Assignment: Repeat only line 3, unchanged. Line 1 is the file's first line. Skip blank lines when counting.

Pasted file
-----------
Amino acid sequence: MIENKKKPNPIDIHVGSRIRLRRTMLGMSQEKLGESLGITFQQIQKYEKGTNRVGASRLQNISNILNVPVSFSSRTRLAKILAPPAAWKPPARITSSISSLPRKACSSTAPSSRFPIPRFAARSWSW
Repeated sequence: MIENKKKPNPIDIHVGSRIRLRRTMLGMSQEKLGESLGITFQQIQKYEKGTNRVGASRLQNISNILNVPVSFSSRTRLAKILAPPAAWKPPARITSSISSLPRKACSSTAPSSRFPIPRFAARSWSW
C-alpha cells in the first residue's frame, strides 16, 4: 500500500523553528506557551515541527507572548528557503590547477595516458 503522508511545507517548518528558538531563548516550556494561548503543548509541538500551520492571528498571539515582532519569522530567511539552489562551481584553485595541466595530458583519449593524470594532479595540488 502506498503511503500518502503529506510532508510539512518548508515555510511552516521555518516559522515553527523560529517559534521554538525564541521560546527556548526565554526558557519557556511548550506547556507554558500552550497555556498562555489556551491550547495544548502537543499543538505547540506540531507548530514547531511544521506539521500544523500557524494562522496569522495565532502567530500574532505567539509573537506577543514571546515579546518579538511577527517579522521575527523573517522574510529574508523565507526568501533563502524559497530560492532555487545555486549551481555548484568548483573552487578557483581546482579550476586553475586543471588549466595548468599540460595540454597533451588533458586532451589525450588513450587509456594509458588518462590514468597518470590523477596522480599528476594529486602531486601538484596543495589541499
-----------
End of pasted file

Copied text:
C-alpha cells in the first residue's frame, strides 16, 4: 500500500523553528506557551515541527507572548528557503590547477595516458 503522508511545507517548518528558538531563548516550556494561548503543548509541538500551520492571528498571539515582532519569522530567511539552489562551481584553485595541466595530458583519449593524470594532479595540488 502506498503511503500518502503529506510532508510539512518548508515555510511552516521555518516559522515553527523560529517559534521554538525564541521560546527556548526565554526558557519557556511548550506547556507554558500552550497555556498562555489556551491550547495544548502537543499543538505547540506540531507548530514547531511544521506539521500544523500557524494562522496569522495565532502567530500574532505567539509573537506577543514571546515579546518579538511577527517579522521575527523573517522574510529574508523565507526568501533563502524559497530560492532555487545555486549551481555548484568548483573552487578557483581546482579550476586553475586543471588549466595548468599540460595540454597533451588533458586532451589525450588513450587509456594509458588518462590514468597518470590523477596522480599528476594529486602531486601538484596543495589541499